Named after the book The Achilles Effect, this site originated as a place to discuss the impact of male and female gender stereotypes on boys.
I’m Crystal Smith. I started this site in late 2008, with the idea of eventually writing a book about media influences on boys’ ideas of masculinity. I published that book, The Achilles Effect: What Pop Culture is Teaching Young Boys about Masculinity, in 2011. I’ve covered a lot of ground on this site, including posts about gender stereotypes in boys’ clothing, LEGO, and in toy marketing in general. In fact, that last topic inspired a post about toy ad vocabulary that went viral, with media coverage in the Boston Globe and Advertising Age, as well as cross-posts on Feministing, and Jezebel.
My second book, Boys, Sex & Media looks at older boys, specifically pre-teens and teens. It examines stereotypes and sexism in pop culture depictions of romantic and sexual relationships, and gives parents advice in how to guide their sons through this media landscape. Given the focus of the second book, my blog also expanded to include topics related to media messages about sex and sexuality.
My website endured for eight years, nearly to the day. Technical problems caused the loss of the site in late 2016 but, in all honesty, it had been in a state of benign neglect for some time. I began rebuilding the site in early 2017 but soon realized that I can no longer give it the attention it deserves. After many years writing about boys and gender stereotypes, I find myself needing to shift gears to focus more on my freelance writing business.
This site will remain active for a while yet, but I will be closing it once my current hosting package expires in December 2017. I will continue to write a blog and address the topics I covered on this site from time to time, but will also branch out into other areas. I will also gradually shift my social media over to my own name, but the existing Achilles Effect accounts will remain for now. Links to the new blog (once it launches) and my social media can be found on my website at crystalsmith.ca, for those who wish to continue following me.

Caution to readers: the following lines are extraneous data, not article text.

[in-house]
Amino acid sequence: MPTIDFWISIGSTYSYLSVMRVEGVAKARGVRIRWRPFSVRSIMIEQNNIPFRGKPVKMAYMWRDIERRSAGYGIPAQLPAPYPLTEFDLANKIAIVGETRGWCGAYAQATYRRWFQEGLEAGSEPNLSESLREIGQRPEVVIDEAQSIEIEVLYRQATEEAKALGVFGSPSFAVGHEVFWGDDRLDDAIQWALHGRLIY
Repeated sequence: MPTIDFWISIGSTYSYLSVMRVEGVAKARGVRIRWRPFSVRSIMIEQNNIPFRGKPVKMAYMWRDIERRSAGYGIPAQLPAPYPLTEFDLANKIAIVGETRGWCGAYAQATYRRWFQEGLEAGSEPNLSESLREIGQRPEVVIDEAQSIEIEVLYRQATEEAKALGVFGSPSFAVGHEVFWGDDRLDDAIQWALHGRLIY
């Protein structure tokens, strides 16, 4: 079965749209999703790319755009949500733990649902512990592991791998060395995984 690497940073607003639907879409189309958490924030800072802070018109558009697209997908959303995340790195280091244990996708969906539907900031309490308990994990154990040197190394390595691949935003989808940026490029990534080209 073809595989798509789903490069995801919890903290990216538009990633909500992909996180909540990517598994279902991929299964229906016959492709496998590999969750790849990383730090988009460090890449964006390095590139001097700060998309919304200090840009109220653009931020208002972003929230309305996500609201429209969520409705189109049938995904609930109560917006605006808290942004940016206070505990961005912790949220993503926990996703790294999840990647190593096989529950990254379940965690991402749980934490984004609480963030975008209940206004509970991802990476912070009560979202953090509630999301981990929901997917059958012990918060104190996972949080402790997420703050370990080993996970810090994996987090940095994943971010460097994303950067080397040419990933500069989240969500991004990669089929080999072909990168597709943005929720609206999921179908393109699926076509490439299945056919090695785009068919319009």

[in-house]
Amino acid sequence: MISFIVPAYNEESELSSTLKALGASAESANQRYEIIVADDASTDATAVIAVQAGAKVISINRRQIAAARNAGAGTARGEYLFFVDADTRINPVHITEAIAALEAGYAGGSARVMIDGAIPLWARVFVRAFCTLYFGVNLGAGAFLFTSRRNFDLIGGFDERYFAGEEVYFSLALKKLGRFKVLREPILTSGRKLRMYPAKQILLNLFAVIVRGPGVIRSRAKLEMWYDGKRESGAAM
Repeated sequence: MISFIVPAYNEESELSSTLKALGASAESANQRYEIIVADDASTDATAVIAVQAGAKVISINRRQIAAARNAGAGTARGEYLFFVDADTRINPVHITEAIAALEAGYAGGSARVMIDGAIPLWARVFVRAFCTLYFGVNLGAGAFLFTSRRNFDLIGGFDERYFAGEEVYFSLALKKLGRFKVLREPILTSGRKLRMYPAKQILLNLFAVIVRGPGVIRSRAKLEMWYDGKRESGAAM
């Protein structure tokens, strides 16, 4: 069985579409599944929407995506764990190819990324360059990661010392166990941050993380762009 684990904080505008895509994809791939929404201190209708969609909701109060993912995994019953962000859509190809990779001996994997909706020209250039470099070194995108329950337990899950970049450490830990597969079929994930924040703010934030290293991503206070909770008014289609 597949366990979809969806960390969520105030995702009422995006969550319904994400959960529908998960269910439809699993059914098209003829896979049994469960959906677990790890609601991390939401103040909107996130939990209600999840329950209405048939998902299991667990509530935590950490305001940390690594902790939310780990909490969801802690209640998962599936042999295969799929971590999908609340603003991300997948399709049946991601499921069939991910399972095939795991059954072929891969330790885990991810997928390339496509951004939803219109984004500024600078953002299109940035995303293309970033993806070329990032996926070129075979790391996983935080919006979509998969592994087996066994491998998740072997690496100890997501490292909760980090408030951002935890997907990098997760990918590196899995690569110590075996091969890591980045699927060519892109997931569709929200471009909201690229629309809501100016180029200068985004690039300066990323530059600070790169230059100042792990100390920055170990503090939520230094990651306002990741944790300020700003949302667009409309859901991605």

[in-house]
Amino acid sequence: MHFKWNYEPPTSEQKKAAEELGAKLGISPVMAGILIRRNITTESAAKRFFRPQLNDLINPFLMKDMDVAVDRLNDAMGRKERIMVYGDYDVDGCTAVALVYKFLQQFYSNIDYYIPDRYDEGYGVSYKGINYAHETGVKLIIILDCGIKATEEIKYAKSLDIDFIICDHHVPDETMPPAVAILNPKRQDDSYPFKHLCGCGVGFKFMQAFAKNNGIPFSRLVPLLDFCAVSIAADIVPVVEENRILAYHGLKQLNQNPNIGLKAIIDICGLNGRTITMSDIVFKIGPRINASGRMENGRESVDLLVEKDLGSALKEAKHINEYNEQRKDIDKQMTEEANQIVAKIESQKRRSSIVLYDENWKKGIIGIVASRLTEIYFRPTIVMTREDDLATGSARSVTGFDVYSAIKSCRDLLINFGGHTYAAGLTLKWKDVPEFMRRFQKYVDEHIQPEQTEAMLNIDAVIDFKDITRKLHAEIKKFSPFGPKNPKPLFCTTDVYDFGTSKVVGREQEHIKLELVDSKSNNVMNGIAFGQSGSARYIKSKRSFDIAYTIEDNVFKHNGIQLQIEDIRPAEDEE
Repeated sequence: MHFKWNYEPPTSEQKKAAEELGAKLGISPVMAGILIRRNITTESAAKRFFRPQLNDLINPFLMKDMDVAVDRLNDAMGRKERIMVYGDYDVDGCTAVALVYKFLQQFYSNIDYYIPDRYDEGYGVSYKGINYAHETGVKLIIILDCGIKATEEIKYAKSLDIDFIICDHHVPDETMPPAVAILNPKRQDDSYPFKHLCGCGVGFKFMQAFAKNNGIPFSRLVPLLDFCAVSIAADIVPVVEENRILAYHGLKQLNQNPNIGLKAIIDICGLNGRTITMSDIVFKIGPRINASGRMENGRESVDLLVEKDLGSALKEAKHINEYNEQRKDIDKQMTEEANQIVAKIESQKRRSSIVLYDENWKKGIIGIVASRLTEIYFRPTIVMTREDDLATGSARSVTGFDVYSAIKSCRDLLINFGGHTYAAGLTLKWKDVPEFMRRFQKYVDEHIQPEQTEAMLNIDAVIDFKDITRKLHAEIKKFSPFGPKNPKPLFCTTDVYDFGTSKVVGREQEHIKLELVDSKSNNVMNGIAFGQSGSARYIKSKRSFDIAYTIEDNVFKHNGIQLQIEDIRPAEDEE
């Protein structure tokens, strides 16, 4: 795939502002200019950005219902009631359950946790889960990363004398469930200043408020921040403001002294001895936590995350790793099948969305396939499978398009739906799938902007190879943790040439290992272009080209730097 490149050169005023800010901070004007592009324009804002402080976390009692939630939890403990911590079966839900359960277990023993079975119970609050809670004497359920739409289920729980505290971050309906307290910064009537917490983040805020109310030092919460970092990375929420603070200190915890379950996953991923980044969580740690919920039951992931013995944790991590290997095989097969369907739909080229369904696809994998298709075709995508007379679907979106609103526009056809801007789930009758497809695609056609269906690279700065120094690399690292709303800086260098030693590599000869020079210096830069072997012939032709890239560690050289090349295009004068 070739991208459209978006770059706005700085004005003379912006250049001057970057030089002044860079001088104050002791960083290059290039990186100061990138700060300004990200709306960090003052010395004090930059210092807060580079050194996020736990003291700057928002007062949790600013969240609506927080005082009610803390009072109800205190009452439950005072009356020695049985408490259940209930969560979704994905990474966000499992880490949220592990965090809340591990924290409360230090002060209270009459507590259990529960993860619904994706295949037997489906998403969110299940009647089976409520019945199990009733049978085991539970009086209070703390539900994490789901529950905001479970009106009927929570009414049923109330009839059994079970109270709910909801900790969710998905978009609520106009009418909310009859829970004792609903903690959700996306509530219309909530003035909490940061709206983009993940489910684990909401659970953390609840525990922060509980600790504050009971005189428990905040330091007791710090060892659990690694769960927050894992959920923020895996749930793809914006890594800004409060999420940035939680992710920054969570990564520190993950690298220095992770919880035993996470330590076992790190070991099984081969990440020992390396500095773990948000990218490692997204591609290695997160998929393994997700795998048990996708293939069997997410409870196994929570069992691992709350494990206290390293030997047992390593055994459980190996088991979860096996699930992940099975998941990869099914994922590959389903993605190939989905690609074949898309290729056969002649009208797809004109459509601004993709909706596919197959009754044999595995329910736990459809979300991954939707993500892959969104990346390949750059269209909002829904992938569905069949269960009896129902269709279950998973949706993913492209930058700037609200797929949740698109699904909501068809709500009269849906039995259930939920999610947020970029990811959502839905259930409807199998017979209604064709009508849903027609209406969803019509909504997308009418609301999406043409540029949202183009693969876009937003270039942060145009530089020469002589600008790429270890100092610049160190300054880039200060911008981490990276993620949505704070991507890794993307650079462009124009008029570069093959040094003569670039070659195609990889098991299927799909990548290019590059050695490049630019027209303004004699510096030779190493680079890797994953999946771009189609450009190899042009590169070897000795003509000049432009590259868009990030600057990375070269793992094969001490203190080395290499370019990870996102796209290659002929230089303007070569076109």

Thanks to friends and family and the colleagues who became friends and helped draw attention to my work: Melissa, Lori, Michele, Jennifer, Regina, Sharon, Pia, Amy, Marci, Erin, Jenn, and Jodi. (Apologies if I’ve missed anyone!)
Thank you to all of the supporters of this site who commented here or on social media. I learned so much from you and greatly enjoyed the conversations we had. I encourage everyone to continue discussing the impact of gender stereotypes on boys. To that end, here is a far from exhaustive list of organizations and individuals you can follow to keep up the conversation. The names are sourced mainly from Twitter where all of these people are very active:
- Let Toys Be Toys
- The Representation Project and, in particular, their film The Mask You Live In
- A Call to Men UK
- He For She
- Next Gen Men
- Great Men
- White Ribbon Canada
- Michael Flood (Link to his Twitter page)
- Michael Kimmel (Link to his Twitter page)
- Jackson Katz
There are many other people working on combatting gender inequality and stereotypes and improving media literacy. The list is a very long one so rather than repeat it here, I will direct you to the list of people I follow on Twitter. (Some have nothing to do with gender issues, but those who do will be obvious.) If you have others, please leave them in the comments.
Thank you and farewell!